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The last time somebody asked this question, I replied: why not just use an existing language? What you have right now is an API. You can provide a library in which your commands are function calls, or method calls, or whatever suits you. This saves you from having to design and implement a language, and it saves your users from having to learn yet another ...


4

They're orthogonal. In declarative programming, you describe what would count as an acceptable solution, without necessarily describing how to find it. For instance, a declarative program might have rules like "if you want to install the package gcc, you must have first installed the binutils and cpp packages" and "if you want to install the binutils ...


3

Not that I know of, but "stateful function" is reasonably descriptive. In informal conversation, that's what I'd use, as long as I suspect the audience will understand what I mean. In formal writing, I might still use the same phrase but also provide a careful definition of what I meant by that phrase. Really, that's a large part of what "formal" writing ...


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The abstract conclusion is not really that "some languages are better than others" but that "some languages are better than others for some purposes". Different languages are somewhat like species in evolutionary biology. They have evolved to fill certain niches. There are many evolutionary niches. They have strengths and weaknesses in different areas. ...


1

The listing does not appear to be a good illustration of LSP violation, since no clear reason is given why the draw method couldn't be a virtual method of Shape. If it was, then there would be no need to do any type query in drawShape: calling draw would work for all subclasses of Shape. The Liskov Substitution Principle is typically described in terms of ...


1

You first need to establish the access speed of the cache, depending on the cache size (usually larger cache -> slower speed, because of physics). You also need to determine the energy consumption of a larger cache, which will lead to increased heat, which will lead to lower clock speed (again, because of physics). Then you need to find the cost of a larger ...


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The state transition function just says "If you're in state $X$ and receive input $Y$, go to state $A_{X,Y}$", for every possible $X$ and $Y$. Designing the transition function is a matter of programming; implementing it is just a case of state := start_state while state is not a terminating state do input := read_input (); state := ...


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Design Pattern: It is a "good practice". It can be considered as a possible solution for a problem that may ofter occur. The solution usually comes from the experience. Examples are MVC and Identify Field. Metamodel: It can be considered as a set of rules, constraints and constructs that allow to model a problem. As an example you can consider a map. A ...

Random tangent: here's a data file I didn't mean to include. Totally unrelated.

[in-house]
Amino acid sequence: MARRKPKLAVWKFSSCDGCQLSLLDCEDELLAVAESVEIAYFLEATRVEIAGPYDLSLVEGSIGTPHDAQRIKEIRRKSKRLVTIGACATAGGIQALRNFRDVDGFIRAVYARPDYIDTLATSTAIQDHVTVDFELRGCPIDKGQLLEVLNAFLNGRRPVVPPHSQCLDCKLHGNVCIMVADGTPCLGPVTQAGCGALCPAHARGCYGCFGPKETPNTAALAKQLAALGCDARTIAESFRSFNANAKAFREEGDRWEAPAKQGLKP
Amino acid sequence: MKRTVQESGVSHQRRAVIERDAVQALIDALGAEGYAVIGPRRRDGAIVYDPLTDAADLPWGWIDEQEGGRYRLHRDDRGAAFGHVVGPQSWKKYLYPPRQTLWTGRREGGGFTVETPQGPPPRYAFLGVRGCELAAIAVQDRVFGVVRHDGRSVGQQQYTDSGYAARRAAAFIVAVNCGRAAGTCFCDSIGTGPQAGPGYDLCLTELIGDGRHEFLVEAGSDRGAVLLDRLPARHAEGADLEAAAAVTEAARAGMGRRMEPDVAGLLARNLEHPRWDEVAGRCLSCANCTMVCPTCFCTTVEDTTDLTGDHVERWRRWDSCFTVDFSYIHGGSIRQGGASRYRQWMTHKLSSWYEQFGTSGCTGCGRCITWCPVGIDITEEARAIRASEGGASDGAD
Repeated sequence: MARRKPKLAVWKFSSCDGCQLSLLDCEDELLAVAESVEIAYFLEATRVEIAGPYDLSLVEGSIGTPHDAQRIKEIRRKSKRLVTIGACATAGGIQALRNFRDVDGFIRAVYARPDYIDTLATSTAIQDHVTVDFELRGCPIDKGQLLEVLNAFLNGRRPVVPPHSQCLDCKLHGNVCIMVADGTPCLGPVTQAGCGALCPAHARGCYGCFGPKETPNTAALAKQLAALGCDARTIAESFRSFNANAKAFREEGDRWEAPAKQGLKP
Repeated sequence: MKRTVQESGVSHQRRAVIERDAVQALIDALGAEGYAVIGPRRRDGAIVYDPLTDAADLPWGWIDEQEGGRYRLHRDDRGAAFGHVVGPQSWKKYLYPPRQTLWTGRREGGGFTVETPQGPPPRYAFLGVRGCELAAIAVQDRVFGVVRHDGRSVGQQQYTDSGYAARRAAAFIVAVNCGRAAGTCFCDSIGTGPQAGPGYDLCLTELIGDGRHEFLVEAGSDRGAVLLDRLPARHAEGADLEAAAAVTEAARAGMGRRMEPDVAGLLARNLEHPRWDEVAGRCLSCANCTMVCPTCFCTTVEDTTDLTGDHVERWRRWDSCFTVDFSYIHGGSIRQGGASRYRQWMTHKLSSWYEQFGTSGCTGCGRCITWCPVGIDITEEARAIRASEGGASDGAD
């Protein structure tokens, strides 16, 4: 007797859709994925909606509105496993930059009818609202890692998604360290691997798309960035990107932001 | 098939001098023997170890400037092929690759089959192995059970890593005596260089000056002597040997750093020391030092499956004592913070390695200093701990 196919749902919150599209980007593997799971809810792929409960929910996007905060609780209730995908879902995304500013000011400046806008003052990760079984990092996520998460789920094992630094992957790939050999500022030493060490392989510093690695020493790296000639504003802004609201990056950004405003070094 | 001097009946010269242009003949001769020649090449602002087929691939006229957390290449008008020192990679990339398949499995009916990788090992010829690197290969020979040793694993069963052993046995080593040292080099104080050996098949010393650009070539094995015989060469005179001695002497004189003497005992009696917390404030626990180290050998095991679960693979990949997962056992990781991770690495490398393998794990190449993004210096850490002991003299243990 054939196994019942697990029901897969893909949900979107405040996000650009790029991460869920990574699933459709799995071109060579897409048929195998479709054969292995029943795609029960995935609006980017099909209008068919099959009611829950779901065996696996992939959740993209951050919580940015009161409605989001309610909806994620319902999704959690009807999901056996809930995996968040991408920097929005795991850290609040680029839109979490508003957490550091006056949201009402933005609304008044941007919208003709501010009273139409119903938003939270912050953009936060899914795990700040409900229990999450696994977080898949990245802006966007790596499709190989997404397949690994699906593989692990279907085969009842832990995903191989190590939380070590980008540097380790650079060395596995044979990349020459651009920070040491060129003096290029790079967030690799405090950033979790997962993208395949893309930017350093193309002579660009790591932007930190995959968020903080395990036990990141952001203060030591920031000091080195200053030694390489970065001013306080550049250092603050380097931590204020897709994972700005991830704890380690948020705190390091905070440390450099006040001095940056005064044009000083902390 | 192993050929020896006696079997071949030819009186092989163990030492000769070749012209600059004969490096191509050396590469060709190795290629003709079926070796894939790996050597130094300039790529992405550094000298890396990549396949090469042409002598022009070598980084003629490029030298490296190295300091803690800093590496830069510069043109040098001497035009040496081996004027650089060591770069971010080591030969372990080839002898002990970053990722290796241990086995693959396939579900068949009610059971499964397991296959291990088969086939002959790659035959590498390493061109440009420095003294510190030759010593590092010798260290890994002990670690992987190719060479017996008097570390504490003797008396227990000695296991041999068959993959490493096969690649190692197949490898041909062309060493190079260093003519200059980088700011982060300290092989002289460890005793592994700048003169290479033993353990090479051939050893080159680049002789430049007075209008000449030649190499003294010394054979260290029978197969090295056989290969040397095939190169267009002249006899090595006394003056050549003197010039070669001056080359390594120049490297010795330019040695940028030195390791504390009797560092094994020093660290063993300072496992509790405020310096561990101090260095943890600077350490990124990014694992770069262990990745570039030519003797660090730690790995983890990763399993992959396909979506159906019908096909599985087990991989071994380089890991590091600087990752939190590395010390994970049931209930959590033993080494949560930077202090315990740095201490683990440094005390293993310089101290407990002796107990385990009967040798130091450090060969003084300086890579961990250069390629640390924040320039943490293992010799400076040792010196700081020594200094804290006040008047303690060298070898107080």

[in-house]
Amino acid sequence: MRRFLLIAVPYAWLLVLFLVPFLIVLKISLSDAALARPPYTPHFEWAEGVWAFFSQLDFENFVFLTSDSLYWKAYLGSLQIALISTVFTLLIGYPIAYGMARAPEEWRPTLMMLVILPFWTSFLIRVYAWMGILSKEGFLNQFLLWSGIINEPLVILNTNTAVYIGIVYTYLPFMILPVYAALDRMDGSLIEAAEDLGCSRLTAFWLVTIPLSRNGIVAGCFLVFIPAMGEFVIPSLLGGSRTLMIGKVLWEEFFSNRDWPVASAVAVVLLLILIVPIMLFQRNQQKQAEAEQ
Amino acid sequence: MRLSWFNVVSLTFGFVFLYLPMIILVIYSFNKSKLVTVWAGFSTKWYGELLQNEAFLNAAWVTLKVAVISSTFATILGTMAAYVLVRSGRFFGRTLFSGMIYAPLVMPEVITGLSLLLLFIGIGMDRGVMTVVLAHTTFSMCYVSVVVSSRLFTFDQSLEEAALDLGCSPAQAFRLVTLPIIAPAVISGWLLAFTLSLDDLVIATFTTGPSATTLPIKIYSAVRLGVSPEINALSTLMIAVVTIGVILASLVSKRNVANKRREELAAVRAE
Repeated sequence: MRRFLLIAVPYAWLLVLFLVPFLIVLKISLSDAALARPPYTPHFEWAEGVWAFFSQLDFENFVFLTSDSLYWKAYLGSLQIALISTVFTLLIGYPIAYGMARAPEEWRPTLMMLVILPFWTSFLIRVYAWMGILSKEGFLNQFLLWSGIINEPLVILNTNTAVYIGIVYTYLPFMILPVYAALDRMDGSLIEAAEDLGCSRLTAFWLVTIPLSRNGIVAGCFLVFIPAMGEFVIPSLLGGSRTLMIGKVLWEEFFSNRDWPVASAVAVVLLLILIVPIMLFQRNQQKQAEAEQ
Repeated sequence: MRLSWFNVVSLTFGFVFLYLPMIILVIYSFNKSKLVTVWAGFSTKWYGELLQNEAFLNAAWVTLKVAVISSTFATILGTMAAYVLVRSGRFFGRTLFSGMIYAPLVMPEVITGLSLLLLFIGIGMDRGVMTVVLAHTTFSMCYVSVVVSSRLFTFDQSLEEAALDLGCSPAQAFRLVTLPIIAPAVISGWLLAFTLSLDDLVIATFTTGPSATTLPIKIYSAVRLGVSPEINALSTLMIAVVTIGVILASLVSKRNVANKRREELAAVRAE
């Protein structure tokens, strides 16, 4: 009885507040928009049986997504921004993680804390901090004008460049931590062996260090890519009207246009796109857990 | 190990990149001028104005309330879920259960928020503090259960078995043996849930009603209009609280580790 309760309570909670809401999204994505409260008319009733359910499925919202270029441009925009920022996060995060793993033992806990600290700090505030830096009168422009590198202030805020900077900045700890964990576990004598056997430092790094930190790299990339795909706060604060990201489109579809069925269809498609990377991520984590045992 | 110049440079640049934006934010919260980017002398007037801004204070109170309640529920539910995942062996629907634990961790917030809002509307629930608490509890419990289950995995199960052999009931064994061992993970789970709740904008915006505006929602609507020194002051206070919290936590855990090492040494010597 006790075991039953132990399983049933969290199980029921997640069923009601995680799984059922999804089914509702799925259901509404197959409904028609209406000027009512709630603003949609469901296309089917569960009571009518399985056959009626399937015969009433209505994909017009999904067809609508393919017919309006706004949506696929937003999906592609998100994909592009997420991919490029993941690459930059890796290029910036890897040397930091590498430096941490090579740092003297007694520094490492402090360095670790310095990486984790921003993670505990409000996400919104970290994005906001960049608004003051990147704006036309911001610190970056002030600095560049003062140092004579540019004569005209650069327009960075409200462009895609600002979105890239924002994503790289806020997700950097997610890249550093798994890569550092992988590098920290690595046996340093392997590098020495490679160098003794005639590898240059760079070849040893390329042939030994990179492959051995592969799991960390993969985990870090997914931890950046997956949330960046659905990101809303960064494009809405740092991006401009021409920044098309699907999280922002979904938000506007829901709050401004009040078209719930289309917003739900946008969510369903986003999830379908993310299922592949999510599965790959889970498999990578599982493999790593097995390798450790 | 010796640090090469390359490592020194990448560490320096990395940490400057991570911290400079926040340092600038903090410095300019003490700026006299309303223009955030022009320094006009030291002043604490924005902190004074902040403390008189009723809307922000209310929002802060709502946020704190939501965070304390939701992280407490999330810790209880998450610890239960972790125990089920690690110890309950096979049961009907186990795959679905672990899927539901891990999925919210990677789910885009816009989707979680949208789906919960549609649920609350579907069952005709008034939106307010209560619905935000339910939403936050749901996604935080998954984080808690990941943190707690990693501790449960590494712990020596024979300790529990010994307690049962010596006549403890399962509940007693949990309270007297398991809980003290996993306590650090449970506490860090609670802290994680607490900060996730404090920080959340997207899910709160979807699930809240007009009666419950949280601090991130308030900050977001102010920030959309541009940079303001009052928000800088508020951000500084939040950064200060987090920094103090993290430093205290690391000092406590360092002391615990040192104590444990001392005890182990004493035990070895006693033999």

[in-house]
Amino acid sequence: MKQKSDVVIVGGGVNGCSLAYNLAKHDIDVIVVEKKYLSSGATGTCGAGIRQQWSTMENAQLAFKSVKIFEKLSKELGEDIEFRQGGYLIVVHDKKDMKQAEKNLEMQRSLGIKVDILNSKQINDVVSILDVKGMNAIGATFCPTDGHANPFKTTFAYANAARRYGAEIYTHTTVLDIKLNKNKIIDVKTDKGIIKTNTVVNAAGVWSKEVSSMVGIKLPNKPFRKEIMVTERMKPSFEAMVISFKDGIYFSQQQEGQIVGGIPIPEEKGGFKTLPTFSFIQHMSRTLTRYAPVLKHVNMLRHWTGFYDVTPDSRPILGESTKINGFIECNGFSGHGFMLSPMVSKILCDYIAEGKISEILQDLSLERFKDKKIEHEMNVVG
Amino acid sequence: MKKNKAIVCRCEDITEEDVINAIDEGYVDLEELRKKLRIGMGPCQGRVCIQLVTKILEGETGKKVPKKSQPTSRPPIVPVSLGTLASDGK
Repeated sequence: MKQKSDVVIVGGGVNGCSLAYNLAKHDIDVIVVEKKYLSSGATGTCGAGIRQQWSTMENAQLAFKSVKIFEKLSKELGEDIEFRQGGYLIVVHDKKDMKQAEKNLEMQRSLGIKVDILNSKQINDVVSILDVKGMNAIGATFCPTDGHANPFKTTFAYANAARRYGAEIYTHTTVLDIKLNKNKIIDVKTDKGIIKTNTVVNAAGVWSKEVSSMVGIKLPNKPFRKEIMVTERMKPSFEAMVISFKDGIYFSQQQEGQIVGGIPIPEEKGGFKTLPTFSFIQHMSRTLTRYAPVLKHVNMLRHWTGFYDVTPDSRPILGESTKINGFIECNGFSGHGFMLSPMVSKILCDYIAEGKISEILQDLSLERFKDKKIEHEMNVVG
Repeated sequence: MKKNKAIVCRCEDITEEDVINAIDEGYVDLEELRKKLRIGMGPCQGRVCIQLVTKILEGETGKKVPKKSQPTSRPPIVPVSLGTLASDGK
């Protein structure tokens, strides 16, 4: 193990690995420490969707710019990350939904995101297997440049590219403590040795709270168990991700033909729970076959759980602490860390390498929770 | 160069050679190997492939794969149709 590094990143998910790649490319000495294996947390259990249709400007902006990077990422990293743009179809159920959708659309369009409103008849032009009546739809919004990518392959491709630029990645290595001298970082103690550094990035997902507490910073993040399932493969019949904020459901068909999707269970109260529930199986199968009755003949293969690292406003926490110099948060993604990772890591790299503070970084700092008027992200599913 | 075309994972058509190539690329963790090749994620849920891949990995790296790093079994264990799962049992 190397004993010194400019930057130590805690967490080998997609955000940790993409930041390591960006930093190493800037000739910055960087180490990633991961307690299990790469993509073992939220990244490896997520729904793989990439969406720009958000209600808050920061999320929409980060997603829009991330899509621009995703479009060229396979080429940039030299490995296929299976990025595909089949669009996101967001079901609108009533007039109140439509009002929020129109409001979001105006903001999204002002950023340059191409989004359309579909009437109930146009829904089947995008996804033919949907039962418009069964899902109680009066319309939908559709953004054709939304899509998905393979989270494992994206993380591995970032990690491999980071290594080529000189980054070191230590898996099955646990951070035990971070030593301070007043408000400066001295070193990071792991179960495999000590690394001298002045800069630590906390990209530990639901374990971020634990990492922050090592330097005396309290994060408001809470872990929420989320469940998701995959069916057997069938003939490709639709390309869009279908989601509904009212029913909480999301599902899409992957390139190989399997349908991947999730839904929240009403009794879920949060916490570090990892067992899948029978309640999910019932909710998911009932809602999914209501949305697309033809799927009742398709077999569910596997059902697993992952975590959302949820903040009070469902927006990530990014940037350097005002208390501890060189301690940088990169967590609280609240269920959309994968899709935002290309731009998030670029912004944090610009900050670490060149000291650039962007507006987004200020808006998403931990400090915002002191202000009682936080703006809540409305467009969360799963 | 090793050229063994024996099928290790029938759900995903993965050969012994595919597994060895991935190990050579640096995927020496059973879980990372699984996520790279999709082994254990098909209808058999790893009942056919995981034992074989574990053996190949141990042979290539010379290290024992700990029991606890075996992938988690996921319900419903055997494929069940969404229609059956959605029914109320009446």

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Expose your API in the form of calls from a well-known language, so you can leverage the development already done in that language, and even combine with modules for other APIs and libraries. I'd probably choose Python or Perl. Use one of the languages designed as lightweight extension languages, thought as a way to write extensions or control of the ...


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Another possibility, somewhere between API and new language: create a domain-specific language on top of a general-purpose language. Think regular expressions: a mini-language, with its own syntax, built for just one purpose (e.g. text processing), which is usable from within another, more flexible language. Then you get the benefits of a language with a ...


1

In the realm of functional programing, functions that give the same result when called with the same arguments are usually called pure. The Wikipedia page explicitly adds the condition that mutable variables should not be modified by the function call, though presumably they mean mutable variables that can be observed outside of the function scope which ...


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In a nutshell My first impulse was to agree with D.W.'s answer that the two concepts are orthogonal. On second thought, I think it is only partially true, and I will also try to argue that they are two sides of the same coin. In first approximation, declarative programming just specifies what you want and lets the system find how to get it, while ...


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